By Todd Shepherd
Imagine you live in Flint, Michigan, and it’s been your home for years.
You’ve just learned the drinking water the town has supplied for the past couple of years has been contaminated with lead.
Yes, the water you used to shower and wash your dishes, the water your children drank and used to brush their teeth, tainted.
You want answers. Frankly, you deserve answers. Everyone deserves answers.
Now it’s January 2016. Imagine as your local paper and TV news stations try to dig deep to find out what and how things went wrong by filing open records requests, the government comes back to those outlets and essentially says, “Sorry! Any emails before Sept. 1, 2015, were automatically deleted.”
You may still get answers, but likely they’ll always be incomplete.
That didn’t happen in Flint, but could unfortunately happen all too easily at Colorado’s state agencies.
Whether it’s a sign of the times, or whether it’s already outdated, the fact remains today that emails represent the largest “document” used to conduct the business of the people by our local, state, and federal governments. When we want to know how our elected officials and their staff conducted themselves, what they thought, why they did what they did, we most often turn to email in hopes the documents will fill in most of the puzzle.
Recent reports out of Michigan revealed emails and memos from January 2015 that show some government departments provided themselves with water filtration systems, while at the same time telling citizens the water was safe to drink as long as they didn’t have compromised immune systems.
But what’s significant about this find is the open records request used in this example appears to have come roughly a year after the emails and memos were sent. That means one of two things: 1) Either the state was using its own servers to house email traffic, which likely meant data was retained for several months before being overwritten, or 2) If the state was using a “cloud”-based server, it was purchasing archive services that would guarantee most or all email data would be preserved for a certain length of time.
This stands in stark contrast to the data archiving capabilities of the various agencies under state control, like the Department of Regulatory Agencies, Department of Transportation or the Colorado Division of Homeland Security.
Recently, all of these state agencies have migrated away from using their own servers and have begun using “cloud” hosting services through Google.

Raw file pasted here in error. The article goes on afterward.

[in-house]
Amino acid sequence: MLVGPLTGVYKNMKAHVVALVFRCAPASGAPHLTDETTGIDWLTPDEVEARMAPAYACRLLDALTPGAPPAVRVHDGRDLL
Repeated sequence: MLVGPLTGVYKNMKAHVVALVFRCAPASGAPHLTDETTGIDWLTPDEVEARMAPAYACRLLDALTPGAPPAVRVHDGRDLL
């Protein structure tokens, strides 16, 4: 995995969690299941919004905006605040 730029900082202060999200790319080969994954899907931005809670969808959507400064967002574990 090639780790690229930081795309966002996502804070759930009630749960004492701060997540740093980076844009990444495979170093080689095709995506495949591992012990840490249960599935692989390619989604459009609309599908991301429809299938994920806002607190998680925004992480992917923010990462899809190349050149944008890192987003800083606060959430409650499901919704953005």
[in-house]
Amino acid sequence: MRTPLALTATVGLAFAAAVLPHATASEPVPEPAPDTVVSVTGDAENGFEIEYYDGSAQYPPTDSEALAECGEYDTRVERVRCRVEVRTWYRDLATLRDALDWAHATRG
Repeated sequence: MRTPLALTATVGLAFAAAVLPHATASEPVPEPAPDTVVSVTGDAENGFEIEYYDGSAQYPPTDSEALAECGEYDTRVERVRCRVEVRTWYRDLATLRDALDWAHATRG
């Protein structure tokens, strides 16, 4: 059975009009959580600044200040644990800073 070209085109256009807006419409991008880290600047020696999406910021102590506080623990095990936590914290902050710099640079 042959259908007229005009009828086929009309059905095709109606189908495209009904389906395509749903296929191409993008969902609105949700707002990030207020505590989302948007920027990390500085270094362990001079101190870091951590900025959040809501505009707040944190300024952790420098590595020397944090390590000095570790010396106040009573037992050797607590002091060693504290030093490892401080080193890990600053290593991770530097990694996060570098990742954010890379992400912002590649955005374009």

You might think having Google run your email is a great thing, because if you’re familiar with the email services they give away for free, you have more storage than you could possibly want. But unfortunately, that’s not how it works with Google’s government email.
In lengthy research conducted in conjunction with the Colorado Freedom of Information Coalition, we learned there’s only one way for state agencies to have an automatic, reliable method of archiving emails that are older than 30 days, and that requires the state to purchase an additional service called Google Vault.
At the time of our research in March of last year, only the Department of Corrections had Google Vault.
Additionally, from all available information we could glean from the Colorado Office of Information Technology (OIT), once a user “double-deletes” an email (i.e. deletes it to the email trash can, then empties the trash can), an email is lost forever. If the email was still recoverable using data reconstruction methods on the Google servers now being employed by the state, officials at OIT were loathe to admit that was the case, lest it be employed to obtain double-deleted emails in the future.
Asking you to imagine yourself as a victim of the water crisis in Flint, Michigan, was for more than just stirring your emotion. Democracies responsive to the public must learn from others’ mistakes. If we don’t take steps to start requiring logical, smart, and efficient archiving methods of government electronic data soon, the next time the citizens of Colorado are victims of government negligence or incompetence, we may have more than government to blame. We may have to point the finger at ourselves.
Todd Shepherd is an investigative reporter for the Independence Institute, a free-market think tank and CFOIC member organization, and founder of The Complete Colorado.)
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